Guelph ON, November 6, 2012 ‐ Goat reproduction in Ontario has marked a major milestone with the introduction of new, non ‐ surgical embryo transfer techniques. For the first time, fertilized goat embryos have been collected trans‐cervically – without the use of surgical intervention – in Ontario. Veterinarian Dr. Kelly Barratt and her team from Heartland Veterinary Services in Listowel collected five embryos from three different donors for transfer. Pregnancy in the recipient does will be confirmed by ultra sound at the end of this month.
“This is the first time, to our knowledge, that this technology has been used successfully in Ontario,” says Jennifer Haley, Executive Director of Ontario Goat, the organization leading the project. “This technology, ultimately, will save goat producers money, improve animal welfare and offer new opportunities for sales of goat genetics.”
Current goat embryo transfer technology is cost prohibitive because the procedure requires both anaesthesia and invasive surgery techniques that can leave adhesions and reduce the reproductive life of a doe. The non‐surgical procedure is similar to one used in cattle, and allows farmers to increase the number of offspring that a doe can produce in a given year and over her reproductive lifetime.
Resulting offspring have the potential to carry superior genetic traits, such as increased weight gain, improved carcass merit and quality, and increased milk production.
sing embryos instead of live animals in genetic improvement also strengthens on‐farm biosecurity by reducing the risk of direct disease transmission between herds. “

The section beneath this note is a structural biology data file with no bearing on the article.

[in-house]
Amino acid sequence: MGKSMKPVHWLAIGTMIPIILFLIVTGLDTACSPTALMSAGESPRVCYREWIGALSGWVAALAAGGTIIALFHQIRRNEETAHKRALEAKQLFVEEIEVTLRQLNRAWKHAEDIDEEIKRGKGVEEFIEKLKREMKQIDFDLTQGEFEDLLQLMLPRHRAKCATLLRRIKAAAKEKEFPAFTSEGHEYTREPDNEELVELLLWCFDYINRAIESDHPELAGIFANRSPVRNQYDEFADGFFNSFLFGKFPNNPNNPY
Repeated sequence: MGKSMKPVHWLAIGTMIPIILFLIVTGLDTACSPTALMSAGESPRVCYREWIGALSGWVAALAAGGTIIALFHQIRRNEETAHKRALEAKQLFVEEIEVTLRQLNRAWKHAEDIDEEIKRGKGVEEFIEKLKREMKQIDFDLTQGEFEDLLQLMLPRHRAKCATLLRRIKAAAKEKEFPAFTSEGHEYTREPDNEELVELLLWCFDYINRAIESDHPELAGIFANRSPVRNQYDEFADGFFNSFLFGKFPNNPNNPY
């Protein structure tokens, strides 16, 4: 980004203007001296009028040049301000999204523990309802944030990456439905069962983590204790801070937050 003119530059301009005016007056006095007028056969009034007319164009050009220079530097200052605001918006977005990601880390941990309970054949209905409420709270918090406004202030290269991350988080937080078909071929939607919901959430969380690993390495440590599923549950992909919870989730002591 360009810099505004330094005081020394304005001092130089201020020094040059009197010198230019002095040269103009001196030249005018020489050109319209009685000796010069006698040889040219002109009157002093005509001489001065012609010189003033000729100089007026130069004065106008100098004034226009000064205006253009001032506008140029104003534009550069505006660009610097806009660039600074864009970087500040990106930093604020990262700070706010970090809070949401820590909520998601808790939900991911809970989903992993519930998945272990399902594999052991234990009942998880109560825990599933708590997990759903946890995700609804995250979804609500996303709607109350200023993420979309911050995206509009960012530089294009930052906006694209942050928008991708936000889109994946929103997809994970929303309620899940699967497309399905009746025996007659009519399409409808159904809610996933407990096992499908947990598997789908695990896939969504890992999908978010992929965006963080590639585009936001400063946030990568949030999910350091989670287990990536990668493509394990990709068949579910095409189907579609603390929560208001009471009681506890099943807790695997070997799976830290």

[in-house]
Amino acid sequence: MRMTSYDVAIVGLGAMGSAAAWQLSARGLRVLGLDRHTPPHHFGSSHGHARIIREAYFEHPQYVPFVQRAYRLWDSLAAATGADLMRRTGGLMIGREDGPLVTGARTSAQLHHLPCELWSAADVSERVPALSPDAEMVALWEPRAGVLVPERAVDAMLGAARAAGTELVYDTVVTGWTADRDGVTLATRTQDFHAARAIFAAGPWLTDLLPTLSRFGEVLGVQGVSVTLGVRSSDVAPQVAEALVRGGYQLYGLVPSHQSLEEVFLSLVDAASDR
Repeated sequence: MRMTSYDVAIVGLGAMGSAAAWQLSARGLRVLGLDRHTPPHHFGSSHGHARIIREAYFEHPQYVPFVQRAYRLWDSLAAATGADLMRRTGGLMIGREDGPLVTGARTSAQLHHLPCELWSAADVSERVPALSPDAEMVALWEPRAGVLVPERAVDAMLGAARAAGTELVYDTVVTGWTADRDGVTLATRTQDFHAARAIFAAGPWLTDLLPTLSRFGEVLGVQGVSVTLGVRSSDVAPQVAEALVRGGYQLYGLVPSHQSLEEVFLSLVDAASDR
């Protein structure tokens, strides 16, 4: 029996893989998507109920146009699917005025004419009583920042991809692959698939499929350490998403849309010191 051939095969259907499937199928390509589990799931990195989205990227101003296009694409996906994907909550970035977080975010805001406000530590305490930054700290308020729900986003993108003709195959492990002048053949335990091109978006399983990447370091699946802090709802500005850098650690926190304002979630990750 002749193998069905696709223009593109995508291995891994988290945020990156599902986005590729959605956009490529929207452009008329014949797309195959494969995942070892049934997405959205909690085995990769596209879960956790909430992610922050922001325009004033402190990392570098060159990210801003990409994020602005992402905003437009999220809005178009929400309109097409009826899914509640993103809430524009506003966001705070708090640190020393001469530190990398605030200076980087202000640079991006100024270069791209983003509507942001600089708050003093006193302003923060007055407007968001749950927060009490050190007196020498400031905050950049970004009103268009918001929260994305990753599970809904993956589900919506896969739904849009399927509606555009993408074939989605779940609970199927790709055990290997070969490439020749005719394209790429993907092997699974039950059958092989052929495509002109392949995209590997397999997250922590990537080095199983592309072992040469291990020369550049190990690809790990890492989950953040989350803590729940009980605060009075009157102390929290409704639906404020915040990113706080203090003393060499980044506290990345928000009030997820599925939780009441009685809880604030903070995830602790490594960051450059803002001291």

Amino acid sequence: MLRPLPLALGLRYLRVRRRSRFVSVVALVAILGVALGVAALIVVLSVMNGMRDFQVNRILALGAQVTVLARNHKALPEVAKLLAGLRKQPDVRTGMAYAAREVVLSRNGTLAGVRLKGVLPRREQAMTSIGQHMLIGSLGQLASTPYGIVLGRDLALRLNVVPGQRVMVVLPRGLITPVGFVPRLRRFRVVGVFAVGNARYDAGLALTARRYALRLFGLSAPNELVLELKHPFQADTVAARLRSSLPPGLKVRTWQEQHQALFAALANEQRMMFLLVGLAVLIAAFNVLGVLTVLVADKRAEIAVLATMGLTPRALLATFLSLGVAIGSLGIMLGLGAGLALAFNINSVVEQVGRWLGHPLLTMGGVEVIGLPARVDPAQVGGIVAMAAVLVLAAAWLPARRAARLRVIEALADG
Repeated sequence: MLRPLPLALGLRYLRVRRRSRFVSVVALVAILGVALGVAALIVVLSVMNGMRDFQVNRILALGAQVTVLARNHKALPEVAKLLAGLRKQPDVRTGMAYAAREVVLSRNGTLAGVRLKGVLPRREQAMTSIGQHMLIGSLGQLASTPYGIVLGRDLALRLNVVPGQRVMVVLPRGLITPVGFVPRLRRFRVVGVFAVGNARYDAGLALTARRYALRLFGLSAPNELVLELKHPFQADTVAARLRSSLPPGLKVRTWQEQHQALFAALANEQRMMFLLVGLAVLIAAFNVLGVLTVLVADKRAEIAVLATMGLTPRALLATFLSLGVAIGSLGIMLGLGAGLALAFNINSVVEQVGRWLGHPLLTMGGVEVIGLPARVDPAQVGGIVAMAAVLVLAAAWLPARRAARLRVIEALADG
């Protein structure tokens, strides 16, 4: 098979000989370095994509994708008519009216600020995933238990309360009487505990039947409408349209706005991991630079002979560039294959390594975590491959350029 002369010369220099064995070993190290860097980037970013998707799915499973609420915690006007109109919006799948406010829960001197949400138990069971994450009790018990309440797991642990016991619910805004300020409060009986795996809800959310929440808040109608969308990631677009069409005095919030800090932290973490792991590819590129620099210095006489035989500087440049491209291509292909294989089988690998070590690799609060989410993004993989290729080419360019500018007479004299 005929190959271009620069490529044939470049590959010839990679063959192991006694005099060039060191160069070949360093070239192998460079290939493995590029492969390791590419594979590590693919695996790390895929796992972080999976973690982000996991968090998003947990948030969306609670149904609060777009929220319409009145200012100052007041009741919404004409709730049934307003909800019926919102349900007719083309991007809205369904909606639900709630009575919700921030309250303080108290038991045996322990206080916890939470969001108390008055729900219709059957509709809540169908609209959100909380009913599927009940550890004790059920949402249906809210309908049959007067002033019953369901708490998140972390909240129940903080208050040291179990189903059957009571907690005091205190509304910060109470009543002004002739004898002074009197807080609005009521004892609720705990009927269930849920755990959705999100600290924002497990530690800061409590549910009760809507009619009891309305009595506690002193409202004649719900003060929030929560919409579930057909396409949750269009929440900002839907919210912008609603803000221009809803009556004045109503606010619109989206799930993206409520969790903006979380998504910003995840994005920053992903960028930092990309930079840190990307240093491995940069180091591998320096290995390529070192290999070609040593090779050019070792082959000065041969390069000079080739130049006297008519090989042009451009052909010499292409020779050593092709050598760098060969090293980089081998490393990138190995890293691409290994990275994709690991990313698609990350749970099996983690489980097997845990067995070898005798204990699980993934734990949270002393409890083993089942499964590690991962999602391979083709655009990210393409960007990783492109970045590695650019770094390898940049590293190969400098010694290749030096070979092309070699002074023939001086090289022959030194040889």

With this new technology, goat farmers can rapidly and effectively improve their herd genetics, but with less stress on the animals and at a lower cost than what is currently available,” says Dr. Barratt. “The development of trans ‐ cervical embryo collection and transfer techniques in goats is still in its infancy, but this success marks a major step forward for the Ontario goat industry.”
As part of a larger goat reproduction and producer education initiative, Ontario Goat has been working with Brazilian experts in trans‐cervical embryo collection and transfer to run on‐farm trials and train Dr. Barratt, with the goal of both improving Canadian goat genetics and starting to build domestic and international markets for goat embryos.
“This project and the exciting results we are seeing are part of Ontario Goat’s commitment to looking at the long term strategic vision for the Ontario goat industry,” adds Haley. “We recognize that some producers may not be ready to use this technology, but as our industry continues its rapid development, these cutting edge tools will keep the Ontario goat industry at the forefront.”
Funding for this project is provided by the Farm Innovation Program. FIP is part of Growing Forward, a federal ‐ provincial ‐ territorial initiative. The Agricultural Adaptation Council assists in the delivery of several Growing Forward programs in Ontario.
Ontario Goat represents Ontario’s milk, meat and fibre goat farmers with a united voice and is dedicated to enhancing the goat industry through education, collaboration, innovation and strategic alliances. For more information, visit www.ontariogoat.ca.
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For more information please contact: Jennifer Haley, Executive Director, (519) 824 ‐ 2942 or email@example.com